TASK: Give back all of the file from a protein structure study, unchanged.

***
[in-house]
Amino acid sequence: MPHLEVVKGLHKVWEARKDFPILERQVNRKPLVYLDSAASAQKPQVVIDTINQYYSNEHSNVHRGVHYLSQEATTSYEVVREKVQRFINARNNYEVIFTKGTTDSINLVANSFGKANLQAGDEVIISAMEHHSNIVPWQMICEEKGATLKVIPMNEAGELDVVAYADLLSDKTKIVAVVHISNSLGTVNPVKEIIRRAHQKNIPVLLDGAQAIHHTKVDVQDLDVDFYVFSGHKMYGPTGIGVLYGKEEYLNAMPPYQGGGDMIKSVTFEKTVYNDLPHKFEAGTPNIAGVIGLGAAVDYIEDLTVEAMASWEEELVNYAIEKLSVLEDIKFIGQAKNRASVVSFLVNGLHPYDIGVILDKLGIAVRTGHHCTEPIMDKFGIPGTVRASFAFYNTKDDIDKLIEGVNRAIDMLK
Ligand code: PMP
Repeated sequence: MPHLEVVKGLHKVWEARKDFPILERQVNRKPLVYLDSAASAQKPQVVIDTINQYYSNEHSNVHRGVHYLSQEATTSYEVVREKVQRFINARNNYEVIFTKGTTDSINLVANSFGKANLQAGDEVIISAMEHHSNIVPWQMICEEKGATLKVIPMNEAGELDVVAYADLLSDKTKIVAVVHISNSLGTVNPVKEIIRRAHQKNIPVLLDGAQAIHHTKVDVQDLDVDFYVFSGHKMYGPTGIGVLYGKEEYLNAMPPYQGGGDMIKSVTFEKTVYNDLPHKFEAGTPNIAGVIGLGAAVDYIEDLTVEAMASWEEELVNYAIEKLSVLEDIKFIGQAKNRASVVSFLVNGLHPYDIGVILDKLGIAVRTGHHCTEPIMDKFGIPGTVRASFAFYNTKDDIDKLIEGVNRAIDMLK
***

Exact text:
[in-house]
Amino acid sequence: MPHLEVVKGLHKVWEARKDFPILERQVNRKPLVYLDSAASAQKPQVVIDTINQYYSNEHSNVHRGVHYLSQEATTSYEVVREKVQRFINARNNYEVIFTKGTTDSINLVANSFGKANLQAGDEVIISAMEHHSNIVPWQMICEEKGATLKVIPMNEAGELDVVAYADLLSDKTKIVAVVHISNSLGTVNPVKEIIRRAHQKNIPVLLDGAQAIHHTKVDVQDLDVDFYVFSGHKMYGPTGIGVLYGKEEYLNAMPPYQGGGDMIKSVTFEKTVYNDLPHKFEAGTPNIAGVIGLGAAVDYIEDLTVEAMASWEEELVNYAIEKLSVLEDIKFIGQAKNRASVVSFLVNGLHPYDIGVILDKLGIAVRTGHHCTEPIMDKFGIPGTVRASFAFYNTKDDIDKLIEGVNRAIDMLK
Ligand code: PMP
Repeated sequence: MPHLEVVKGLHKVWEARKDFPILERQVNRKPLVYLDSAASAQKPQVVIDTINQYYSNEHSNVHRGVHYLSQEATTSYEVVREKVQRFINARNNYEVIFTKGTTDSINLVANSFGKANLQAGDEVIISAMEHHSNIVPWQMICEEKGATLKVIPMNEAGELDVVAYADLLSDKTKIVAVVHISNSLGTVNPVKEIIRRAHQKNIPVLLDGAQAIHHTKVDVQDLDVDFYVFSGHKMYGPTGIGVLYGKEEYLNAMPPYQGGGDMIKSVTFEKTVYNDLPHKFEAGTPNIAGVIGLGAAVDYIEDLTVEAMASWEEELVNYAIEKLSVLEDIKFIGQAKNRASVVSFLVNGLHPYDIGVILDKLGIAVRTGHHCTEPIMDKFGIPGTVRASFAFYNTKDDIDKLIEGVNRAIDMLK